I can­not boast of much suc­cess in ac­quir­ing the real­ity of this vir­tue, but I had a good deal with re­gard to the ap­pear­ance of it. I made it a rule to for­bear all dir­ect con­tra­dic­tion to the sen­ti­ments of oth­ers, and all pos­it­ive as­ser­tion of my own. I even for­bid my­self, agree­ably to the old laws of our Junto, the use of every word or ex­pres­sion in the lan­guage that im­por­ted a fixed opin­ion, such as “cer­tainly,” “un­doubtedly,” etc., and I ad­op­ted, in­stead of them, “I con­ceive,” “I ap­pre­hend,” or “I ima­gine” a thing to be so or so; or it “so ap­pears to me at present.” When an­other as­ser­ted some­thing that I thought an er­ror, I denied my­self the pleas­ure of con­tra­dict­ing him ab­ruptly, and of show­ing im­me­di­ately some ab­surdity in his pro­pos­i­tion; and in an­swer­ing I began by ob­serving that in cer­tain cases or cir­cum­stances his opin­ion would be right, but in the present case there ap­peared or seemed to me some dif­fer­ence, etc. I soon found the ad­vant­age of this change in my man­ner; the con­ver­sa­tions I en­gaged in went on more pleas­antly. The mod­est way in which I pro­posed my opin­ions pro­cured them a read­ier re­cep­tion and less con­tra­dic­tion; I had less mor­ti­fic­a­tion when I was found to be in the wrong, and I more eas­ily pre­vailed with oth­ers to give up their mis­takes and join with me when I happened to be in the right
Sulav Govinda Shresthahas quoted3 months ago
This art­icle, there­fore, cost me so much pain­ful at­ten­tion, and my faults in it vexed me so much, and I made so little pro­gress in amend­ment, and had such fre­quent re­lapses, that I was al­most ready to give up the at­tempt, and con­tent my­self with a faulty char­ac­ter in that re­spect, like the man who, in buy­ing an ax of a smith, my neigh­bour, de­sired to have the whole of its sur­face as bright as the edge. The smith con­sen­ted to grind it bright for him if he would turn the wheel; he turned, while the smith pressed the broad face of the ax hard and heav­ily on the stone, which made the turn­ing of it very fa­tiguing. The man came every now and then from the wheel to see how the work went on, and at length would take his ax as it was, without farther grind­ing. “No,” said the smith, “turn on, turn on; we shall have it bright by-and-by; as yet, it is only speckled.” “Yes,” says the man, “but I think I like a speckled ax best.” And I be­lieve this may have been the case with many, who, hav­ing, for want of some such means as I em­ployed, found the dif­fi­culty of ob­tain­ing good and break­ing bad habits in other points of vice and vir­tue, have given up the struggle, and con­cluded that “a speckled ax was best”; for some­thing, that pre­ten­ded to be reason, was every now and then sug­gest­ing to me that such ex­treme nicety as I ex­ac­ted of my­self might be a kind of fop­pery in mor­als, which, if it were known, would make me ri­dicu­lous; that a per­fect char­ac­ter might be at­ten­ded with the in­con­veni­ence of be­ing en­vied and hated; and that a be­ne­vol­ent man should al­low a few faults in him­self, to keep his friends in coun­ten­ance.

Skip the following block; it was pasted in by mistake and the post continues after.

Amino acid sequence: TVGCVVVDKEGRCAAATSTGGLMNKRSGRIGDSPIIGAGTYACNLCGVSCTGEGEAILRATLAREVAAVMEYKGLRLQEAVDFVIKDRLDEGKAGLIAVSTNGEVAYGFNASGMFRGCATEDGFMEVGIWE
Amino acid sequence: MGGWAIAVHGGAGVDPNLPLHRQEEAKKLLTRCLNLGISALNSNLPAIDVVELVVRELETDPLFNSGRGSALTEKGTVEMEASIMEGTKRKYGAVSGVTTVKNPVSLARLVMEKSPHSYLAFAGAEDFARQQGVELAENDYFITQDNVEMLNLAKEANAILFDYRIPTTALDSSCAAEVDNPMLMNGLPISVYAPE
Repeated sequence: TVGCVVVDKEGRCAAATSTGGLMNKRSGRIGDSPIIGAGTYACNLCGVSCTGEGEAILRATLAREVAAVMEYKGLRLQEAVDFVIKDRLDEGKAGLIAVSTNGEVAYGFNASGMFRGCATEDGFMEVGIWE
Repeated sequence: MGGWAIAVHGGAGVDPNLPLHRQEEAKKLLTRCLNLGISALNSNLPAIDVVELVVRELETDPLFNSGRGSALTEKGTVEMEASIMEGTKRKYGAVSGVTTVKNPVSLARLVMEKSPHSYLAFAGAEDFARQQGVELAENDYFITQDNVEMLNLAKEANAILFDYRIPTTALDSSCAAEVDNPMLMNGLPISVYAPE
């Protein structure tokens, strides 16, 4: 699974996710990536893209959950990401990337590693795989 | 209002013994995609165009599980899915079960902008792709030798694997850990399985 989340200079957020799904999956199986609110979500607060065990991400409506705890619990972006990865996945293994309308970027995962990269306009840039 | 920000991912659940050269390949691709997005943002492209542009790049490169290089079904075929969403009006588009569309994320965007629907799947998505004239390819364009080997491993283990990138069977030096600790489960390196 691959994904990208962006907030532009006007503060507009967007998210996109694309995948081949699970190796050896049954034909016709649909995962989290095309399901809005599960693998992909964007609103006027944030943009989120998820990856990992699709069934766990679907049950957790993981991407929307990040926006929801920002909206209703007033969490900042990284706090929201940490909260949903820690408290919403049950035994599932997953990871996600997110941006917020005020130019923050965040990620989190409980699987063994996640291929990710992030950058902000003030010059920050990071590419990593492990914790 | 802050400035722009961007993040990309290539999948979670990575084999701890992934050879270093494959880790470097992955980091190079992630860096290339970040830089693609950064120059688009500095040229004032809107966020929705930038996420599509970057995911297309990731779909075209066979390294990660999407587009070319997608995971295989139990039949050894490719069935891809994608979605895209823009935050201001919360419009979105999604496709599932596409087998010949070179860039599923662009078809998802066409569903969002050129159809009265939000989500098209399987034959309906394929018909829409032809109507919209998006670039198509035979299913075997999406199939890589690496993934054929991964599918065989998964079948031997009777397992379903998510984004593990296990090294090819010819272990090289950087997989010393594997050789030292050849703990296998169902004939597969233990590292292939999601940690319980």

Sulav Govinda Shresthahas quoted5 months ago
And like him who, hav­ing a garden to weed, does not at­tempt to erad­ic­ate all the bad herbs at once, which would ex­ceed his reach and his strength, but works on one of the beds at a time, and, hav­ing ac­com­plished the first, pro­ceeds to a second, so I should have, I hoped, the en­cour­aging pleas­ure of see­ing on my pages the pro­gress I made in vir­tue, by clear­ing suc­cess­ively my lines of their spots, till in the end, by a num­ber of courses, I should be happy in view­ing a clean book, after a thir­teen weeks’ daily ex­am­in­a­tion
Sulav Govinda Shresthahas quoted5 months ago
These names of vir­tues, with their pre­cepts, were:
Sulav Govinda Shresthahas quoted5 months ago
He that would thrive, must ask his wife
Sulav Govinda Shresthahas quoted5 months ago
The ob­jec­tions and re­luct­ances I met with in so­li­cit­ing the sub­scrip­tions, made me soon feel the im­pro­pri­ety of present­ing one’s self as the pro­poser of any use­ful pro­ject, that might be sup­posed to raise one’s repu­ta­tion in the smal­lest de­gree above that of one’s neigh­bours, when one has need of their as­sist­ance to ac­com­plish that pro­ject. I there­fore put my­self as much as I could out of sight, and stated it as a scheme of a num­ber of friends, who had re­ques­ted me to go about and pro­pose it to such as they thought lov­ers of read­ing. In this way my af­fair went on more smoothly, and I ever after prac­tised it on such oc­ca­sions; and, from my fre­quent suc­cesses, can heart­ily re­com­mend it
Sulav Govinda Shresthahas quoted5 months ago
Our de­bates pos­sessed me so fully of the sub­ject, that I wrote and prin­ted an an­onym­ous pamph­let on it, en­titled “The Nature and Ne­ces­sity of a Paper Cur­rency.” It was well re­ceived by the com­mon people in gen­eral; but the rich men dis­liked it, for it in­creased and strengthened the clamor for more money, and they hap­pen­ing to have no writers among them that were able to an­swer it, their op­pos­i­tion slackened, and the point was car­ried by a ma­jor­ity in the House. My friends there, who con­ceived I had been of some ser­vice, thought fit to re­ward me by em­ploy­ing me in print­ing the money; a very prof­it­able job and a great help to me. This was an­other ad­vant­age gained by my be­ing able to write
fb2epub
Drag & drop your files (not more than 5 at once)